Legality of Exclusive Jurisdiction: Achla Sabharwal vs. A. Saptrishi Films & Ors. on 25 March 2019

  • Somitra Vardhan Dubey
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  • Somitra Vardhan Dubey

    Student at Dharmashastra National Law University Jabalpur, India

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Indian Contract Act 1872's idea of exclusive jurisdiction enables contracting parties to confine their legal actions to a single court. To accomplish this, the contract must contain an "Exclusive Jurisdiction" clause. The standard language for an "exclusive jurisdiction" clause of a contract may read something like this: "The Agreement will be subject to the competence of the courts located at New Delhi." This provision is frequently added for the parties' convenience and to cut down on legal fees. It gives the parties clarity regarding how to obtain contractual breach remedies. Furthermore, the right to legal remedy or the capacity to enforce rights underlying a contract is completely limited by Section 28 of Indian Contract Act, 1872. However, if Sections 23 & 28 of Indian Contract Act, 1872 are read together with Section 20 in the Civil Procedure Code, which was enacted in 1908, there is room for a partial limitation by limiting the parties' resort to one forum. Respondents' main defence focused on Clause 12 within the Article of Transfer Agreement which states that "in the event of disagreements arising between the parties hereto concerning with any of the provisions or covenants herein, the Courts in Mumbai only shall have exclusive jurisdiction to hear and try such disputes." However, it was noted that it must be determined if such an agreement is unambiguous and obvious, and whether it is evident from the agreement itself that the parties intended to submit to the jurisdiction of one court while rejecting the jurisdiction of another. The case deals in the matters of Exclusive Jurisdiction of the Contracts and the case validates it through the ‘law’gical reasonings.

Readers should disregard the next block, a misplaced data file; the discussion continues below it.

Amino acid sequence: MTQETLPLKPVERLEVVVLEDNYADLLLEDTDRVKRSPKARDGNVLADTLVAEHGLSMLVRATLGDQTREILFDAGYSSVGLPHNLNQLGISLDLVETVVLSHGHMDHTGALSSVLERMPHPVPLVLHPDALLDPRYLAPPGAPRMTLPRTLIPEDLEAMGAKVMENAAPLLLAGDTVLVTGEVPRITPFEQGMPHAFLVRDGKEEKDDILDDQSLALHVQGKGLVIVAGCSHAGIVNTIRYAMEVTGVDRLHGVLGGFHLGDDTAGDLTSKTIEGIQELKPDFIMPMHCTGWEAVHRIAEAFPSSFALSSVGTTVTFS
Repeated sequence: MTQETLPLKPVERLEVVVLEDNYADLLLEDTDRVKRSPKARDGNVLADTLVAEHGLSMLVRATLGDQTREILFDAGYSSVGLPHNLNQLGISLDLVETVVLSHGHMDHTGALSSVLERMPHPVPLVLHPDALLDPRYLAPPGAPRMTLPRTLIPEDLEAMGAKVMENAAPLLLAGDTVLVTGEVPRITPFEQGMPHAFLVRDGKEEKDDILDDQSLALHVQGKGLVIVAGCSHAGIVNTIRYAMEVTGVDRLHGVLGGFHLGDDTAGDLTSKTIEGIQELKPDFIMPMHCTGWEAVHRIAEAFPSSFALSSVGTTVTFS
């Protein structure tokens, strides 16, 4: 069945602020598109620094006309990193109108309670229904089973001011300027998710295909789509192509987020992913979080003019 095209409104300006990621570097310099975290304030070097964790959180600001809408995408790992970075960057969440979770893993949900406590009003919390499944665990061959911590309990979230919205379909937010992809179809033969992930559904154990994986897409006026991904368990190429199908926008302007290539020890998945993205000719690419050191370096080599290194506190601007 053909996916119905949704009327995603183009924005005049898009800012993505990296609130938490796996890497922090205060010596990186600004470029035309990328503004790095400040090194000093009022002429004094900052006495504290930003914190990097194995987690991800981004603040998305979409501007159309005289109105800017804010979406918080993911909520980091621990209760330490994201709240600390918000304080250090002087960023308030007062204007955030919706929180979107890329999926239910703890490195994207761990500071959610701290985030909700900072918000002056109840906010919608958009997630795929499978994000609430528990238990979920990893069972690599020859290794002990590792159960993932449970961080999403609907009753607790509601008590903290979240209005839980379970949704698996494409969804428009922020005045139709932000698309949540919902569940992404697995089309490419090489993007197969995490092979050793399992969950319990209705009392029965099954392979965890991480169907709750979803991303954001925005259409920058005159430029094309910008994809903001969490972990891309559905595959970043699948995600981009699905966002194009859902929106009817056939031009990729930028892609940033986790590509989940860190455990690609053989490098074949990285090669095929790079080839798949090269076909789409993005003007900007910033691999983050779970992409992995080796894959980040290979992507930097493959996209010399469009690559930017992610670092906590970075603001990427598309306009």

Case Comment


International Journal of Law Management and Humanities, Volume 6, Issue 5, Page 1527 - 1533


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